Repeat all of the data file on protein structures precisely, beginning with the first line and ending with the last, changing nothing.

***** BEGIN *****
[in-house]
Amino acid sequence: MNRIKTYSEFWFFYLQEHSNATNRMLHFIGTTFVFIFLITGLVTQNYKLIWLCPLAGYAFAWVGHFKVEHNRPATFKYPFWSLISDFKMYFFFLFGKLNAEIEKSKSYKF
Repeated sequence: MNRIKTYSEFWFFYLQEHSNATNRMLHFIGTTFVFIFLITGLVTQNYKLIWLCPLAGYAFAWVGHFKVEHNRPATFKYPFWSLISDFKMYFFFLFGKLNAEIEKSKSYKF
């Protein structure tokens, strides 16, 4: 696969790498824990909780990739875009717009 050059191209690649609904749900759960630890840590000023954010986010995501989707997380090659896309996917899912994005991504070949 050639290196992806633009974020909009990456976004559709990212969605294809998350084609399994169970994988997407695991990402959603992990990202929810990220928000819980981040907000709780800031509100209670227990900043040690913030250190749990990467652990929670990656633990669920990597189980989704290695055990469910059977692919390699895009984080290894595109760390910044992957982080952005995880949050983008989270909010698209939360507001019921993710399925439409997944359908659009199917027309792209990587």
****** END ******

[in-house]
Amino acid sequence: MNRIKTYSEFWFFYLQEHSNATNRMLHFIGTTFVFIFLITGLVTQNYKLIWLCPLAGYAFAWVGHFKVEHNRPATFKYPFWSLISDFKMYFFFLFGKLNAEIEKSKSYKF
Repeated sequence: MNRIKTYSEFWFFYLQEHSNATNRMLHFIGTTFVFIFLITGLVTQNYKLIWLCPLAGYAFAWVGHFKVEHNRPATFKYPFWSLISDFKMYFFFLFGKLNAEIEKSKSYKF
């Protein structure tokens, strides 16, 4: 696969790498824990909780990739875009717009 050059191209690649609904749900759960630890840590000023954010986010995501989707997380090659896309996917899912994005991504070949 050639290196992806633009974020909009990456976004559709990212969605294809998350084609399994169970994988997407695991990402959603992990990202929810990220928000819980981040907000709780800031509100209670227990900043040690913030250190749990990467652990929670990656633990669920990597189980989704290695055990469910059977692919390699895009984080290894595109760390910044992957982080952005995880949050983008989270909010698209939360507001019921993710399925439409997944359908659009199917027309792209990587």